Monday, June 29, 2009

Good writing trumps everything

Over the weekend, I read a novel called Talking to the Dead: A Novel by Bonnie Grove. I'd been anticipating this book, partly because of one of those 6-degrees-of-separation circumstances, and partly because I follow Grove's info-packed blog. So I picked up this debut novel and snuggled into a corner of my love seat, preparing to indulge.

I was surprised as I began to read to find myself somewhat confused. Why? Because for reasons I still don't understand, I was expecting chick lit. Maybe I gave too much weight to the notion that it was "tender" & "quirky." Instead found a story that fell somewhere between "Regarding Henry" and "Sleeping With the Enemy." As I progressed further into the novel, I literally had to stop and reset my expectations. But it also helped me understand the maxim that "good writing trumps everything". In spite of my confusion, Grove's writing had drawn me into this story. And once I had my perspective back on track, Grove's writing shone as she led me through the trauma and discovery of a grieving woman.

So really, my review needs to begin here:

The novel begins with one of the best openings I have ever read:
"Kevin was dead and the people in my house wouldn't go home. They mingled after the funeral, eating sandwiches, drinking tea, and speaking in muffled tones. I didn't feel grateful for their presence. I felt exactly nothing. Funerals exist so we can close doors we'd rather leave open. But where did we get the idea that the best approach to facing death is to eat Bundt cake?"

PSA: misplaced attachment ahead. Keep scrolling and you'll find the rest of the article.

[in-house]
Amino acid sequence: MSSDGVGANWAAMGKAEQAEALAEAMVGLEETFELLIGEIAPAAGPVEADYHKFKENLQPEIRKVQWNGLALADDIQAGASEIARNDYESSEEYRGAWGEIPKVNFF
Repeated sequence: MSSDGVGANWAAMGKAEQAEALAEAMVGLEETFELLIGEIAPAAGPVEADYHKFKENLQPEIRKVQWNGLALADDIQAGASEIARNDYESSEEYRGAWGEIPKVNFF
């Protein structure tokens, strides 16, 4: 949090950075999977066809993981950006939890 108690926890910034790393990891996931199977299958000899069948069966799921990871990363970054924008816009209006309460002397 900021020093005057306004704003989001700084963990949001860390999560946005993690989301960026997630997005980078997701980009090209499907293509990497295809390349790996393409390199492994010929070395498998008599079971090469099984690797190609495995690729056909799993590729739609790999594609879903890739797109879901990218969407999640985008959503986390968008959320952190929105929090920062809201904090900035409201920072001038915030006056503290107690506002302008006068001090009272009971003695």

So begins the story of Kate, a young widow, facing her future from an internal emptiness where the past months have imploded in her memory and left her with questions she is trying to answer. Grove deftly stays with her character, revealing Kate's story bit by bit as she pieces the past together through an odd assortment of characters, including Kate's dead husband, that are never what Kate has assumed they are. Grove just as expertly reveals that Kate is not everything we expect her to be either.

Grove manages to weave themes of betrayal, obsession (dare I say idolatry?), manipulation and human nature into a story of recovery and hope. Her light touch keeps it from being overwhelming and points instead to the heart of forgiveness on the path to wholeness. My only criticism, perhaps, in this book is that the romantic ending looks formulaic against the honest reality and occasional brutality of the rest of the story. But overall, it is beautifully crafted and will draw you in to Kate's journey through grief and back to life.

A review copy of this book was provided by The B&B Media Group.

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